But irrespective of what the situation is regarding an ordinary couple, it differs with respect to spouses who were married, divorced, and then resumed living together. Regarding such a couple the Mishnah states (Git. 9:10):
"If a man has divorced his wife and then stays with her overnight in an inn, Bet Shammai say that she does not require
from him a second get, but Bet Hillel say that she does require a second get from him …."
The halakhah was decided according to Bet Hillel, and codified accordingly (Maim., Yad, Gerushin 10.17; Sh. Ar., EH 149:1):
"Now, if this is the rule regarding one night in an inn, then a fortiori, it would apply to cohabitation for almost 20 years, during which time the couple were regarded as husband and wife; hence, she requires a get from him if she wishes to remarry. For if on the basis of one night together in an inn the woman is considered as "definitely betrothed" (the terminology of Shulḥan Arukh), and betrothal alone does not obligate the man to support her, then it is clear that cohabitation for close to 20 years would be deemed a marriage, creating an obligation of support. Indeed, the essence of huppah – which confers the status of marriage upon a betrothed woman – is their shared domicile in one house as man and wife. The fact that the couple did not remarry by way of a proper marriage ceremony with ḥuppah and kiddushin is not indicative of their intention not to marry, for the husband was still officially married to his second wife. It seems clear that, under the circumstances, the respondent should be considered a married woman who requires a get from the appellant, and as such he is obligated to support her by dint of his personal status – albeit not by force of the agreement. Regarding the divorce agreement, the condition stipulated for the termination of the agreement – "until she marries" – should be regarded as having been fulfilled, and there fore the obligation to pay support pursuant to the divorce agreement is vitiated. (ibid., pp. 513–14)."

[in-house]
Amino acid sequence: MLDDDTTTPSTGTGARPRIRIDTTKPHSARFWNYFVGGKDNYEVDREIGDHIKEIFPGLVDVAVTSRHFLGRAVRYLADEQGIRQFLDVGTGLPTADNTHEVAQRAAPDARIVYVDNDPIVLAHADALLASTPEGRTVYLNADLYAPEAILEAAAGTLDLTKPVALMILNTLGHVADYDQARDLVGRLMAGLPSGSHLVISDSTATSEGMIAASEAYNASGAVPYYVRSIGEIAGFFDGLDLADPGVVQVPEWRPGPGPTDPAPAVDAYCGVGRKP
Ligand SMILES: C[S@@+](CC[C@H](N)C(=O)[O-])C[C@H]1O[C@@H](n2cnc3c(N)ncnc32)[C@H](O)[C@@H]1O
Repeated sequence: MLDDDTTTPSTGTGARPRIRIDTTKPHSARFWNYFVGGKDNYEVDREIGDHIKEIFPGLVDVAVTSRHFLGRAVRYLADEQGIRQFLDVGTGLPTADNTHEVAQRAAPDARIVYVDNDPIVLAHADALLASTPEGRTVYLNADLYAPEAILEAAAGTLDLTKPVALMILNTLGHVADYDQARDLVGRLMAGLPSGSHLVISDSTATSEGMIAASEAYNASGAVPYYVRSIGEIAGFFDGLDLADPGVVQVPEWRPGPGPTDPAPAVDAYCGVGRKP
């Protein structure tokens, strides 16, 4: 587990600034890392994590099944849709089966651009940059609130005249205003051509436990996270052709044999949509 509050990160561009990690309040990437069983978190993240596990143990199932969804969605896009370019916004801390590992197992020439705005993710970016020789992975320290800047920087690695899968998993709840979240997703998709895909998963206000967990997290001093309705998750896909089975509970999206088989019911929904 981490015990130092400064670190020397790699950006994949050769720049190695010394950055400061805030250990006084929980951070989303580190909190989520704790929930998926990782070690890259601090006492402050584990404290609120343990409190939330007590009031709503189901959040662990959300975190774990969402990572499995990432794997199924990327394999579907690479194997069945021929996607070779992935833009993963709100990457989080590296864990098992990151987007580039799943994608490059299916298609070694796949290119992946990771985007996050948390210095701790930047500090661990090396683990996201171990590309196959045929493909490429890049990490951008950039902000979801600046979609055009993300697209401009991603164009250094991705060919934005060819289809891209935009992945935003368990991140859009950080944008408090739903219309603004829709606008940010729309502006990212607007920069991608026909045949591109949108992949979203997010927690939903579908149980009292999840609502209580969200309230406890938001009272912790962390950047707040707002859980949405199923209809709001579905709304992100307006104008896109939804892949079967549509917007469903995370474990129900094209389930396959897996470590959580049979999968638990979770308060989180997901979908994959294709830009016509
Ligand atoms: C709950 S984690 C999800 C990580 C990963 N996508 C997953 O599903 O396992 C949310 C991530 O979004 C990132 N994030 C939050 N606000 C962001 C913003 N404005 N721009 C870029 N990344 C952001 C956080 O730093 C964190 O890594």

The question which the Supreme Court was required to decide in the framework of the appeal was limited to the issue of the validity of the agreement. Regarding this question, the Court's conclusion was that the agreement is invalid, inasmuch as the couple was considered as still married. Therefore, the woman can demand support from the man on the basis of her status as his married wife, but she can only do so in the framework of a separate proceeding.
It is noteworthy that Justice Tal emphasizes that the ruling does not constitute a decision on the validity of the marriage, an issue residing within the exclusive jurisdiction of the rabbinical court. The Supreme Court's decision relates solely to a secondary question, required for the clarification of the main question: the financial question of the validity of the agreement – for which the Supreme Court has jurisdiction.
[Menachem Elon (2nd ed.)]
In the Bible: De Vaux, Ancient Israel, 521–22. Talmud and Middle Ages: Z. Falk, in De'to, 27 (1965), 35ff. In Jewish Law: L.M. Epstein, in PAAJR 6 (1934/35), 153–88; B.Z. Schereschewsky, Dinei Mishpahah (1967), 92, n.39. ADD. BIBLIOGRAPHY: M. Elon, Ha-Mishpat ha-Ivri (1988), 3:1415f.; idem, Jewish Law (1994), 4:1684f.; idem, Ḥakikah Datit (1968), 119–54; M. Elon and B. Lifshitz, Mafte'aḥ ha-She'elot ve-ha-Teshuvot shel Ḥakhmei Sefarad u-Ẓefon Afrikah, 2 (1986), 356; B. Lifshitz and E. Shochetman, Mafte'aḥ ha-She'elot ve-ha-Teshuvot shel Ḥakhmei Ashkenaz, Ẓarefat ve-Italyah (1997), 245. M. Shawa, "Mashma'ut 'Ben Zug,'" in: Ha-Ḥakikah Le-Or Ḥok Yesod: Kevod ha-Adam ve-Ḥeruto, Minḥah Le-Yiẓḥak (1999), 197; S. Lifshitz, "Yedu'im be-ẓibbur," in: Iyyunei Mishpat, 25(3), 741–849. Corinaldi, Status, Family & Succession, Between State and Religion, (2004) 31–37.